A new study published in the journal Environmental Health on the toxic chemical's prevalence.
The chemical 2,4-Dichlorophenoxyacetic acid (2,4-D) is one of the two ingredients used in making Agent Orange, which the United States military used during the Vietnam War to destroy forests and crops, but that inadvertently caused illnesses for millions of people. Used worldwide as a herbicide and defoliant, researchers from the George Washington University (GWU) have found that for 14,395 study participants, nearly 33 percent of their urine samples contained detectable amounts of 2,4-D.
"Our study suggests human exposures to 2,4-D have gone up significantly and they are predicted to rise even more in the future. These findings raise concerns with regard to whether this heavily used weed-killer might cause health problems, especially for young children who are very sensitive to chemical exposures," said Marlaina Freisthler, Ph.D. student and researcher at GWU and co-author of the study.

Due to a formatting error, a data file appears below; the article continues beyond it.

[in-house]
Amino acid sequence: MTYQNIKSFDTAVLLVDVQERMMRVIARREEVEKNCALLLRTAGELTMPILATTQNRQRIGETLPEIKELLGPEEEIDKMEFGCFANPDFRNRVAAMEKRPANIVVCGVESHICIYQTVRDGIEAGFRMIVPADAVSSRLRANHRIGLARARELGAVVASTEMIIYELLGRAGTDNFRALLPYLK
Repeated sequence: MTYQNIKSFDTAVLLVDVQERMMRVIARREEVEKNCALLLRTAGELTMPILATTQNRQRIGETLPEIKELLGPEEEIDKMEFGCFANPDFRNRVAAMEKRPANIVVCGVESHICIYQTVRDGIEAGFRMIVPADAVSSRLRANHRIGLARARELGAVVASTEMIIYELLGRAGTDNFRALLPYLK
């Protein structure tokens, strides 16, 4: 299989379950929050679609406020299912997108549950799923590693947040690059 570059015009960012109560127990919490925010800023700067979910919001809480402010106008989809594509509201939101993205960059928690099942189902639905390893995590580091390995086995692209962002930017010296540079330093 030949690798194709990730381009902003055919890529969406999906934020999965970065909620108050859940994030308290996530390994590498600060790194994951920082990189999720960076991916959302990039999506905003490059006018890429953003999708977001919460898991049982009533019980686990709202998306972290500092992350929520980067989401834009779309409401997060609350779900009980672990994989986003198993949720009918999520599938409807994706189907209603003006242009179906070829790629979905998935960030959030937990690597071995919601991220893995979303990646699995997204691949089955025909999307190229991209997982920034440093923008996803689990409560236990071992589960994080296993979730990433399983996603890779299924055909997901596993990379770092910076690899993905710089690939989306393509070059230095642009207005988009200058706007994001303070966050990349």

2,4-D is an endocrine disruptor, affecting natural hormone production. It has been classified as a possible carcinogen by the World Health Organization's (WHO) International Agency for Research on Cancer (IARC). Seventeen percent of study participants had detectable levels of 2,4-D in 2001-2002 at the start of the study, which rose to a peak of forty percent nearly a decade later.
"Consumers who want to avoid exposures to pesticide can purchase organically grown food, which is less likely to be grown with weed killers. They can also avoid using 2,4-D or other pesticides on their lawn or garden," the researchers said in a press release.
You can read more from the study here.
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